Vineyards & Winemaking
Although viticulture in the Western Cape is relatively young, the geology is quite old. Our vines are planted on the most ancient viticultural soils on earth, and we need to go back half a billion years to see how the landscape evolved.
What dominates the landscape today is a group of Malmesbury Shales (sedimentary rocks) that were deposited 560 to 540 million years ago in an ancient marine basin lying off the African coast. This deposit was folded and uplifted due to the tectonic collision of the African, South American and Antarctic continents around 540 million years ago (Fig. 1).
Intrusions of Cape Granite (igneous rocks) into the Malmesbury shales occurred at the time of this continental collision. Magma, from deep within the earth, rose along the continental fault line into the thick shale deposit, and slowly cooled and crystalised into the granite rocks and hills we see exposed today. Interestingly, granite hills extend in an almost straight line from Cape Agulhas northwest to Cape Columbine (near to Saldanha Bay) - a remnant of this ancient fault line.
The continents then separated, causing the surface to subside and become covered from the north by very deep deposits of Sandstone, called the Cape Supergroup, from 510 to 340 million years ago (Fig. 2).
South America (and the rest of the world) drifted back for more tectonic action from 280 to 235 million years ago, when all the continents came together to form the supercontinent Pangaea. Intensive folding and massive uplifting occurred at this time when South America collided with the southern part of Africa (Fig. 3). Pangaea later broke up, and as the continents drifted away, erosion took over (and continues today) to create the distinctive folded sandstone mountain ranges and valleys of the Cape. Erosion has removed large areas of the Cape Supergroup deposits, which used to be massive mountain range, several kilometres high.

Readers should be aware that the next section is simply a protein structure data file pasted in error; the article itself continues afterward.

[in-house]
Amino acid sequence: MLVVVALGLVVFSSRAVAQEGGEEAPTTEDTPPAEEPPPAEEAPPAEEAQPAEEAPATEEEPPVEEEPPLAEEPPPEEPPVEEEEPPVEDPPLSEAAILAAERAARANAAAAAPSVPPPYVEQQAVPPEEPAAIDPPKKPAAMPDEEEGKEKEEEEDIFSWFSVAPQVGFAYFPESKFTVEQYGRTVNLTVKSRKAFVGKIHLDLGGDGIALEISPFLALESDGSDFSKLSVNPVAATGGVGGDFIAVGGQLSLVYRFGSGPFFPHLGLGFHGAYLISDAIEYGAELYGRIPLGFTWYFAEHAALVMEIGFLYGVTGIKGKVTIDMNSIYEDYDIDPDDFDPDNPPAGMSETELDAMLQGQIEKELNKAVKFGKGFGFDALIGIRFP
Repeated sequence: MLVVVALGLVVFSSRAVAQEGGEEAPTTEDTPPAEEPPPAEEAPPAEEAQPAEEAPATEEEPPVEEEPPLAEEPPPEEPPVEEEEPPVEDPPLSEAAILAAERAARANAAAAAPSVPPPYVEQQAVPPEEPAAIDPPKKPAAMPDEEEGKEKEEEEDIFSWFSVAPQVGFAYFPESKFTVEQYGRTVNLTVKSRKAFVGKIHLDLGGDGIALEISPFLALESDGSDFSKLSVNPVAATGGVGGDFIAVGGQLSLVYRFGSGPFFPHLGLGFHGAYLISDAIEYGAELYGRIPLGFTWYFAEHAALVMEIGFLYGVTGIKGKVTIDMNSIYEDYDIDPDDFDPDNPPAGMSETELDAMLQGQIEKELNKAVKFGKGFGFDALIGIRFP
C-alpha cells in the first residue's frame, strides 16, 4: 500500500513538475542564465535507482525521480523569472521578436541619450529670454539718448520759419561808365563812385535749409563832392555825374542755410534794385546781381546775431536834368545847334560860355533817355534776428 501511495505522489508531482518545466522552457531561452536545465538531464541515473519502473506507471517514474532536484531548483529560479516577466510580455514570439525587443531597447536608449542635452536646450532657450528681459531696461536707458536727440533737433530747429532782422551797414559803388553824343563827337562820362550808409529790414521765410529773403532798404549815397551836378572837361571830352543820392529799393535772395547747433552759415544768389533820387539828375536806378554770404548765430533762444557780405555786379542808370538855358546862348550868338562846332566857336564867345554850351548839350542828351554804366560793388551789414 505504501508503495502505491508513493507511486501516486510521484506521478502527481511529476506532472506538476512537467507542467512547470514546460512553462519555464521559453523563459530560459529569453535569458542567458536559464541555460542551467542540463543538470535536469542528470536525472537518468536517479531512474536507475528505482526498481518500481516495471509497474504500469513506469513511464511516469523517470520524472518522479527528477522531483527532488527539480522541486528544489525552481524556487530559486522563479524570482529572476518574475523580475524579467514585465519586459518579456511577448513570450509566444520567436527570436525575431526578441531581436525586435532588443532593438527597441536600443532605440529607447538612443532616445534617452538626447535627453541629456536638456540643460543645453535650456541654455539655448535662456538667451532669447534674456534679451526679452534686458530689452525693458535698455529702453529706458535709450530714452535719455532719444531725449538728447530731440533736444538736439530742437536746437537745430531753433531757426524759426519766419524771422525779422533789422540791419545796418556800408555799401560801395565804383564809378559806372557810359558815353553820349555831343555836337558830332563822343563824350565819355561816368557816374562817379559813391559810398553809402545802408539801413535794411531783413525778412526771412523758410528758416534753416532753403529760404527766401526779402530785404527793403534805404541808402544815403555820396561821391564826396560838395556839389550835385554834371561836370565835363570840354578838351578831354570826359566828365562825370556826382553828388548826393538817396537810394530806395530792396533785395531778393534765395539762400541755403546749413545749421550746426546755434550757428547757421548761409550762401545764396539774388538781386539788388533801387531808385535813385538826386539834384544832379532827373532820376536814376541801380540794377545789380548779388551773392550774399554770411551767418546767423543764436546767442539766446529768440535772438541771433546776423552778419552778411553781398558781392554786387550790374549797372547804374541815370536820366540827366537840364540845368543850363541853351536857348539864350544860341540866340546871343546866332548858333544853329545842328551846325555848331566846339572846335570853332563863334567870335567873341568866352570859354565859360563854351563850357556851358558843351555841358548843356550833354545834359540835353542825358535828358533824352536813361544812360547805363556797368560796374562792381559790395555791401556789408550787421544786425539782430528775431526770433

What is left today are sandstone remnants like Kasteelberg and Piketberg (1000-1300 m altitude), resting on granitic and shale foothills and associated with exposed granite outcrops such as the Paardeberg (500-700 m altitude) and ranges of shale based hills like Porseleinberg and the Malmesbury hills (200-400 m altitude), surrounded by undulating Malmesbury shale landscapes.
As human beings, we are given such a short time on this planet to work with the land. It is humbling and exciting to keep this ancient history in mind, and as our vineyards grow in soils derived from all this tectonic activity, it is fascinating to think of the links between how the earth evolved and how wines grown in different sites taste. These humbling thoughts are the fundamental reason for our natural winegrowing and winemaking approach as we strive to bottle wines that reflect the Swartland.